To Call a Fig a Fig

Two nights ago while waiting for a swatch to dry so I could start a new project, I thought I’d be responsible and whip up a quick hat for which I’d wound yarn before our Yellowstone vacation. Responsible because the yarn was wound and I knew it’d be a quick knit. I got going on the ribbing and then had some… ahem… issues with putting it down.

img_2292-1Having been on a real colorwork kick lately, knitting up the Passerine Hat would be a great choice. I’d gotten the pattern & yarn right away when the pattern was first published for some very sentimental reasons (which I’ll share when it’s finished) and I knew it would be just a treat of a project. Plus, with the feel of colorwork already in my hands, what could possibly go wrong?

Well, yesterday I was knitting away, completely addicted to seeing the pattern take shape and before I knew it I was through the colorwork and beginning the crown shaping.

img_2294As my bedtime crept closer and I got more tired, I started looking more and more at my little birds. The tension in the colorwork wasn’t perfect. It wasn’t bad, but it wasn’t great either. It looked fine, really, and I knew it would wear just fine, but the more crown shaping I did the more I knew I was not going to be satisfied. This treat was going to be imperfect unless I took drastic measures.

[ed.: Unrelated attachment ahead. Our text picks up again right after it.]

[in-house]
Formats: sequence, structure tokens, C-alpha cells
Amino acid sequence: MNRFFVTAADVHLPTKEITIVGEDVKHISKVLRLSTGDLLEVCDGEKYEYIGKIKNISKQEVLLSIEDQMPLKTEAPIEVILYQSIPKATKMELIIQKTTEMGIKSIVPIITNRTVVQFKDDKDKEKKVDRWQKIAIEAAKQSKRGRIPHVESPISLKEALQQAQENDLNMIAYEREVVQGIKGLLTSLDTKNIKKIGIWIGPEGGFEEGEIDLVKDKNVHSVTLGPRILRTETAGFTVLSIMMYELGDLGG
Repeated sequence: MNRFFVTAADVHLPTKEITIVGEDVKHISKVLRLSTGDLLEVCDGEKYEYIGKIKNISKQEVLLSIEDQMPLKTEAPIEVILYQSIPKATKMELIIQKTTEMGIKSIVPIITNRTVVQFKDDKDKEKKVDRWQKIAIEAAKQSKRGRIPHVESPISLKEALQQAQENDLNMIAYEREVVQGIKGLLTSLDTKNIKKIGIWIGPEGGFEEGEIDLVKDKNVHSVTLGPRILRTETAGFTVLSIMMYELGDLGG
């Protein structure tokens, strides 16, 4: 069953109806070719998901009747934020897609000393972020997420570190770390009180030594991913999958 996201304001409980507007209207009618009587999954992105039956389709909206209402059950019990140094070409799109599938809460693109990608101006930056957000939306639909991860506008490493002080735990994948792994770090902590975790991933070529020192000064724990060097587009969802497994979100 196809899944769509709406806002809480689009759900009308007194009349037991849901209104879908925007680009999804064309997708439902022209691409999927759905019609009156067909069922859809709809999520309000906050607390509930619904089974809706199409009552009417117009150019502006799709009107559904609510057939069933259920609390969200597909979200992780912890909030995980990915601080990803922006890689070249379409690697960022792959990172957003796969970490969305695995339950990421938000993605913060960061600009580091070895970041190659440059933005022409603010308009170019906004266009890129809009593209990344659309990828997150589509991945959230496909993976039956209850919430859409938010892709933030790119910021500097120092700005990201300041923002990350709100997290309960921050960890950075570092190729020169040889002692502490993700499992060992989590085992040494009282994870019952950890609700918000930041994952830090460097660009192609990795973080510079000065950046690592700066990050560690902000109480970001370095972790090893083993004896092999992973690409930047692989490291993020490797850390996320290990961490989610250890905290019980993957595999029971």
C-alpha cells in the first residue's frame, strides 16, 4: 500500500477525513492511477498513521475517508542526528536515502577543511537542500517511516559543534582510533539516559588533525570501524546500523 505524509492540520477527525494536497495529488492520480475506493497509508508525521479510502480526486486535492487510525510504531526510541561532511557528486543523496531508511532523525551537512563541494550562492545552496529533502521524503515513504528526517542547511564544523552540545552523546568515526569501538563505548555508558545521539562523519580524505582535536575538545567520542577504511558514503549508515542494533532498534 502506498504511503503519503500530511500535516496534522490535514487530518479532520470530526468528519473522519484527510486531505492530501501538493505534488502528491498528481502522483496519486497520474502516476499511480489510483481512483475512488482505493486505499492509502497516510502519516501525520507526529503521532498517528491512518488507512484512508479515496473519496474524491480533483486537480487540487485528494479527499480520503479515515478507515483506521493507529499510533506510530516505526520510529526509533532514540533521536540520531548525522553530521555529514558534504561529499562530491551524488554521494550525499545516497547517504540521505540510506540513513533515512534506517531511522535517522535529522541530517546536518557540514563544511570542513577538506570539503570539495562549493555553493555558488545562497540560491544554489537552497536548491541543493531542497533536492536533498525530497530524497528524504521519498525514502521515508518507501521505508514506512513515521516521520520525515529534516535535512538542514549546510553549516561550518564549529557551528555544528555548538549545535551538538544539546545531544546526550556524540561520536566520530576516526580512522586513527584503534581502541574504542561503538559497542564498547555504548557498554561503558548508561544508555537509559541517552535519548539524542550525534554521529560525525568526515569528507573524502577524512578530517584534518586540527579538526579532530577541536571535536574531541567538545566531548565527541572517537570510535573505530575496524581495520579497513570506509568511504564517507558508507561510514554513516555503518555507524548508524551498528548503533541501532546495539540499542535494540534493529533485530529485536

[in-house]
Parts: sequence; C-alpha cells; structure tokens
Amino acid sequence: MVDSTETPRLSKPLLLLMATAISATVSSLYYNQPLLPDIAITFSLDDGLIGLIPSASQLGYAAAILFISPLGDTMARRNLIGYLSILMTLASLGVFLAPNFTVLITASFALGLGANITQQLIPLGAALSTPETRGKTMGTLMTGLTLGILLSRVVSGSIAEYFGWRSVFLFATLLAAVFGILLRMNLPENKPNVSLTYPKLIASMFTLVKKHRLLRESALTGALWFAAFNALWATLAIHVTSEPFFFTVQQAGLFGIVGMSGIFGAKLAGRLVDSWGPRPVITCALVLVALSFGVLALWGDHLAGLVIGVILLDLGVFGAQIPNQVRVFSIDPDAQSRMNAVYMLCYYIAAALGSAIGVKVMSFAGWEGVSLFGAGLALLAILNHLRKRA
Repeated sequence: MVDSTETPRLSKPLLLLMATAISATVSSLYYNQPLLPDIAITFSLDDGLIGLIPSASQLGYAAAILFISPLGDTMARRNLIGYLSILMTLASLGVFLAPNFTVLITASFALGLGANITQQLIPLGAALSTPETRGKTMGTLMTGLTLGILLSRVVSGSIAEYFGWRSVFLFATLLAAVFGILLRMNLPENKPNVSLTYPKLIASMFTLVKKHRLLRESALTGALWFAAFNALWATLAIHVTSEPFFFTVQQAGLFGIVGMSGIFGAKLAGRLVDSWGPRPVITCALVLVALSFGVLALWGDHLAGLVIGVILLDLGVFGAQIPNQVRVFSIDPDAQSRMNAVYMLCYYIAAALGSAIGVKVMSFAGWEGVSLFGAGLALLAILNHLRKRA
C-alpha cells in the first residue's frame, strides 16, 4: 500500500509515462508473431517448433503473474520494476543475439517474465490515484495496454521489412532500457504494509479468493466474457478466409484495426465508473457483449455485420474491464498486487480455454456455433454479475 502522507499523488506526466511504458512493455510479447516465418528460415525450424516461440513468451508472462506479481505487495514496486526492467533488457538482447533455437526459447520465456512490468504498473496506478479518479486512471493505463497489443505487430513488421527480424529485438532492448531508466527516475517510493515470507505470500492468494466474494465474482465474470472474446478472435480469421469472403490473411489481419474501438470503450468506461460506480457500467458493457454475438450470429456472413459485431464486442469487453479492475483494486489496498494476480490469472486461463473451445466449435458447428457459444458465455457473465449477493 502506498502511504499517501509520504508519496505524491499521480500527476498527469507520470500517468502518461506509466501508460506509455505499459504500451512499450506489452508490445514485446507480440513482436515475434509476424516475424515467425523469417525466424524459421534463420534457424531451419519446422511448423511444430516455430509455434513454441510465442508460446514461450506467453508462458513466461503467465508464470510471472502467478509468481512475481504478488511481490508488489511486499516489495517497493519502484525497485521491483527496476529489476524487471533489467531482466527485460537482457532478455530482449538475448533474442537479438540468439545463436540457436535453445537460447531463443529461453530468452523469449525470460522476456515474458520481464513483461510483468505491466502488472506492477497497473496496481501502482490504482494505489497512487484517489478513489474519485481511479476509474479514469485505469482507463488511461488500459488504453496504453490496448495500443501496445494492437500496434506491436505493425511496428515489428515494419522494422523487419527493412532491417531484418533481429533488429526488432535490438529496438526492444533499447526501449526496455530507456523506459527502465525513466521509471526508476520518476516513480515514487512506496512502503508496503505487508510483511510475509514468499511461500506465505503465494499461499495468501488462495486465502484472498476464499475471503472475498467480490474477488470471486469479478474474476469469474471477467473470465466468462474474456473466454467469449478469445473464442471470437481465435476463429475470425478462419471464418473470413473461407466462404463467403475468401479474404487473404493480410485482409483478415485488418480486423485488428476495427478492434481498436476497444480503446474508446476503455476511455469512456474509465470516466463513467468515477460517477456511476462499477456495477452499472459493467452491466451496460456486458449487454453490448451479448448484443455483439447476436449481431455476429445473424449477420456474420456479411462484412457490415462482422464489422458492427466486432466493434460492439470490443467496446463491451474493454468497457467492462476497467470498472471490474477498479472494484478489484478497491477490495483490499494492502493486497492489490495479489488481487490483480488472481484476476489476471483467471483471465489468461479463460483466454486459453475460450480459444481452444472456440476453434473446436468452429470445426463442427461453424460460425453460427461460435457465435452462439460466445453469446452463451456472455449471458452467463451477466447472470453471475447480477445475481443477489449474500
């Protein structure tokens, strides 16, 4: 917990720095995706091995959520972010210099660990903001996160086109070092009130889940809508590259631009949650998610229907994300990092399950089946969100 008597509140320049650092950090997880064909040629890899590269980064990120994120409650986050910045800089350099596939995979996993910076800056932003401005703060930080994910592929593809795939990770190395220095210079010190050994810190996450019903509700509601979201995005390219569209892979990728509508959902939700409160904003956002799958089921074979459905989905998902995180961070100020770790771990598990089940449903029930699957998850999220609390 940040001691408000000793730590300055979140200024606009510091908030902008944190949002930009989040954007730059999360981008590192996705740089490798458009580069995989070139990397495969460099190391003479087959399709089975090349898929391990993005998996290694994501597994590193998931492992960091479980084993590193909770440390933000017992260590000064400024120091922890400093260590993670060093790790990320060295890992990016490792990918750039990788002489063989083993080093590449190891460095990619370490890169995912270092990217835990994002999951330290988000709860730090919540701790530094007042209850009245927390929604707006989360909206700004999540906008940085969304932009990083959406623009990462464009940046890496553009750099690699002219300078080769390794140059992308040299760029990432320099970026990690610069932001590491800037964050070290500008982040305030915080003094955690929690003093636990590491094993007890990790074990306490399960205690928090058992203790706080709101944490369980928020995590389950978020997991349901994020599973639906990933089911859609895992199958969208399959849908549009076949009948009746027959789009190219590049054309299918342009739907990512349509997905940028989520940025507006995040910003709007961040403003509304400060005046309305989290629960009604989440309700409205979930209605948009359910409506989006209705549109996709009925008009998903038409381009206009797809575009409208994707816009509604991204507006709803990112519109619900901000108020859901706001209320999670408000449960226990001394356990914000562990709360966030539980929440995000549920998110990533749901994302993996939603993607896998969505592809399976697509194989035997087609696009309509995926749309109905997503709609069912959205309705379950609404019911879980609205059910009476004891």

As knitters, I think we’ve all been in the spot where we have a choice to make about a project. Maybe the sizing of a sweater is a little off, maybe some stitches are twisted way back in the pattern, or maybe your colorwork isn’t quite perfect. The hardest choices are the ones that don’t have an obvious answer. Yes, I could leave this hat with the little imperfect birds. I’m really not a total perfectionist and I could probably live with it. Besides, no one would know except me that they were a little off.

Alas, just before bed I decided I couldn’t ignore the tension issues and I simply had to call this fig a fig. And thus, I awoke this morning to this…

img_2295With fresh eyes and a good night’s sleep under my belt, I’m ready to have another go at this little treat of a hat and to make it the little beauty that I know I can knit it into, the adorable hat that it is meant to be. Sure, it would have been nice to have done a more perfect job the first time. Yes, it’s a little frustrating to go back and re-do basically an entire hat. But if there’s one thing I’m certain in this craft, it’s that knitting in real life is rarely perfect and sometimes it requires a second go. That’s a fact with which, my friends, I am at total peace. And on that note, here I go again!

Snowfling Mitts

It seems so appropriate that I write about my Snowfling Mitts today. Yes, today on March 12, 2014 I awoke once again to snow. Tonight promises record low temps near 0F. It isn’t unprecedented for these parts to be this cold this late in the year, but it has been a l-o-n-g winter. It’s nature though, and there’s nothing we can do about it. So…if you can’t beat ’em, make a new set of pretty mittens!